Rich Fall ANTON took two days of planning and was executed in a single day when French resistance in North Africa collapsed. German forces reached the Mediterranean coast of France and the Italian 4th Army occupied the Riviera, by nightfall on 11 November. 4th Army began its movement at 2155 10 November.
The landing in Southern France has to be simultaneous to the others, not after them. The Allies landed in Africa on the 8th, so both historical reactions – the Italian 4th Army and Anton - would have been too little, too late. The Italians are not sweeping aside a US Marine Corps in a meeting engagement. By the time the Germans have even got past Lyon without an ‘s’, the Allies are already in possession of Toulon and Marsailles intact. Game over.
Then look. The three corps and nine division of the Italian 4th Army were mostly disposed along the demilitarized zone from the coast to the Swiss border. I CA with 104 Auto.Div.”Mantova” and 105 Auto.Div.”Rovigo”,\ was furthest north and led with the 20 Alpini Sciatori (Alpine skiers), occupying Savoy to the Hautes-Alpes, mainly through the valleys of the Modane and Bourg St-Maurice. XXII CA with 2 Celere Div.”E.F.T.d’Ferro”, 103 Auto.Div.”Piacenza”, 48 (Ital) Inf.Div.”Taro”, and 5 Alp.Div.”Pusteria” was in the center and occupied the Basses-Alpes and upper Alpes-Maritimes. XII CA with 10 Auto.Div.”Piave”, 7 Inf.Div.”Lupi di Tosccana”, and 58 Inf.Div.”Legnano” occupied the coast.
Fantastic information! Thank you. So, given the known poor quality of Italian troop formations, my first blush at that list is the OOB is planning requirement for the invasion of Southern France should be not less than something around 6 divisions ashore in the first 24 hours including all Marine divisions. But that’s just first blush.
More magical thinking.
Bullshit. Energetic and wide spectrum activities to mislead the enemy were a core principle of amphibious warfare doctrine because they often succeeded. You know that. You went all in against Supertorch instantly, reflexively. And now that you’ve planted your flag on that hill, you have to resort to nonsense claims such as that diversionary methods fundamental to amphibious warfare technique are “magic”.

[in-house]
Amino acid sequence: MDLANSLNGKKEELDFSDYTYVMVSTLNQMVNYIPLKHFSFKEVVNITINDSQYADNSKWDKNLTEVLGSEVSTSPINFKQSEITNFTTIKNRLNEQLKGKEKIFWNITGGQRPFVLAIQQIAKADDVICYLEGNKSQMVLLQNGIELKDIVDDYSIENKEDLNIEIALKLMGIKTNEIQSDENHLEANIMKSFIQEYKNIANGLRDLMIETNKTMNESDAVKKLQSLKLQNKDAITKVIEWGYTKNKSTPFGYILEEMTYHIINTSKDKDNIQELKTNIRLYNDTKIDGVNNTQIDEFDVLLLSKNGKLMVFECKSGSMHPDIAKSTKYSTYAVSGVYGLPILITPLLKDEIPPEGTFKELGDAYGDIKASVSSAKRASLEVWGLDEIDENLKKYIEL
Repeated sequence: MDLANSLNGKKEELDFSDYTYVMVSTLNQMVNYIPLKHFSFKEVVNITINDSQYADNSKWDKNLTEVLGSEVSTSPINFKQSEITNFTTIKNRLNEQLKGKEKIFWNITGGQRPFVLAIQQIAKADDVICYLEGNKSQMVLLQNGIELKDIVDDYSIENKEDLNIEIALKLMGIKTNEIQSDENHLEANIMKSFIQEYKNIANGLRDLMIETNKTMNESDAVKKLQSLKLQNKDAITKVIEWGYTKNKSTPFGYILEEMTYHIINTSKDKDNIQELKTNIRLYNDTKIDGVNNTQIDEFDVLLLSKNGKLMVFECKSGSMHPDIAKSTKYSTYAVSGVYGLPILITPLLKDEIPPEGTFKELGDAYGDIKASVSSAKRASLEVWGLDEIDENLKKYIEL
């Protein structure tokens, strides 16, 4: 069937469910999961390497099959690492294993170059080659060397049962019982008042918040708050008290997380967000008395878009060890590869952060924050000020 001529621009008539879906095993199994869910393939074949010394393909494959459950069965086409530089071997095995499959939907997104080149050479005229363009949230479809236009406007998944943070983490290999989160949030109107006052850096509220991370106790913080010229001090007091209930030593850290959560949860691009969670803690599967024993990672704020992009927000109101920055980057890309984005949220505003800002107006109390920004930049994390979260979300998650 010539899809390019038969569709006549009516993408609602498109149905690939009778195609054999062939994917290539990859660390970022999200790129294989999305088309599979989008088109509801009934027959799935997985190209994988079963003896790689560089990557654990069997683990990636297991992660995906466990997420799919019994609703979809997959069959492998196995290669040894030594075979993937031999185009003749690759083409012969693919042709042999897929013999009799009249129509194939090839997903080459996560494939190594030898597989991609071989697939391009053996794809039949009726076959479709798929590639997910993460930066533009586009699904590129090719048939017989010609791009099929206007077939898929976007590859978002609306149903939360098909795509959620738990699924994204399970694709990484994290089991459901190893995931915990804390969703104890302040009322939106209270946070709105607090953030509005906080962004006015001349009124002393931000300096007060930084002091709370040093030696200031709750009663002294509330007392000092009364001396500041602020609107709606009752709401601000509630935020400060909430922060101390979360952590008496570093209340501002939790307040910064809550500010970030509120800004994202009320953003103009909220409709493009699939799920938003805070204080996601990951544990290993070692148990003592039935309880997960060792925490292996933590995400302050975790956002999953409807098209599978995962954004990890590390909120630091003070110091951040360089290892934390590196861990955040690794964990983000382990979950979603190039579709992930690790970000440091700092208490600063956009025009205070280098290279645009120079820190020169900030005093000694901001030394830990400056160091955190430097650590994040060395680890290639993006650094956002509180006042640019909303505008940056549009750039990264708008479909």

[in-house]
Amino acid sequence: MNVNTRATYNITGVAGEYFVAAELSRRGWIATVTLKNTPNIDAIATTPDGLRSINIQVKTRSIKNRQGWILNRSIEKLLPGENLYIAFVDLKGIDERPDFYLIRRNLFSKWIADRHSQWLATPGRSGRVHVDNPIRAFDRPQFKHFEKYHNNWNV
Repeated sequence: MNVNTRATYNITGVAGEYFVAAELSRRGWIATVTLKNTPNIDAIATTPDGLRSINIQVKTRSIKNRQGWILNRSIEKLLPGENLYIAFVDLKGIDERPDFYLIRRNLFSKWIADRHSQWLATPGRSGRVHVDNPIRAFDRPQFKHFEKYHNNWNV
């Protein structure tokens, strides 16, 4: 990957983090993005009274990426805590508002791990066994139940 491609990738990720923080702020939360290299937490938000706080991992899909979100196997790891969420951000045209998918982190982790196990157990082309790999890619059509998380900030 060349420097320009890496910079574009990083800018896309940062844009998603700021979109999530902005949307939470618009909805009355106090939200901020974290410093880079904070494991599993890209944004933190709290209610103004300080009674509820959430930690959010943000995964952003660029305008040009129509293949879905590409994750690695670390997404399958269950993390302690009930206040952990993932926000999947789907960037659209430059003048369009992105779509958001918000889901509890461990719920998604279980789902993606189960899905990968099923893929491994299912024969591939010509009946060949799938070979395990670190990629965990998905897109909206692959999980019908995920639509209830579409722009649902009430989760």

In other words, you don't know and are too lazy to find out, since this is yet another one of your trolling exercises.
The specific reason why I haven’t researched German army dispositions in France in 1943 is that my research library,
Is closed on weekends during the summer. I work full time. Won’t be until September unless I take some days off, but when I do that, I got on vacation. Once September comes I can dig in.
. 15. AOK was NOT IN Normandy. Try getting simple facts straight before you begin bloviating.
Sorry, 7th Army in Normandy. When I post quickly I can sometimes do things like say east for west, or 7th for 15th. Or Lyons with an ‘s’.
You have zero idea what Axis forces actually deployed to occupy Southern France, so you have zero idea what the condition of beach defenses or local reserves would be. Try getting simple facts straight before you begin bloviating.
I know that the German army had no beach defenses in Southern France at the point Torch landed and I can’t think of one major amphibious landing in WW2 that was defeated by an army approaching the landing zone on the march.
Axis forces did not occupy Vichy France by rail and German forces did not initially occupy Toulon.
The Germans occupied Toulon without significant fighting. Therefor, so too could have the Allies. If the Allies get these ports largely undamaged, and hold them, the Battle of France is already decided. The idea that the Germans could retake these ports in a prepared counterattack later without rail communications to nearby is completely infeasible.
British 8th Army was subject to the same real-world logistical limitations as Rommel.
The British 8th Army in late 1942 had far better means in every category imaginable than Rommel. More airpower. More trucks and mechanization. More sea logistics. Better ports. More engineering and construction support. Rommel’s supplies in contrast were drying up. The Axis had enough shipping to intervene in Tunisia, but once that happened, they had little to spare for Libya.
That would certainly help, given you have demonstrated zero knowledge of the actual force structure and have instead substituted magical thinking as your panacea.
Hey speaking of the bloviating thing, I noticed you didn’t state that you think Anton could have thrown a major Allied landing in Southern France into the sea straight off a road march. While remaining silent on Anton, you did, however, list in detail the OOB for the Italian 4th Army. Do you think Anton can throw a major invasion into the sea off the march? Yes or no?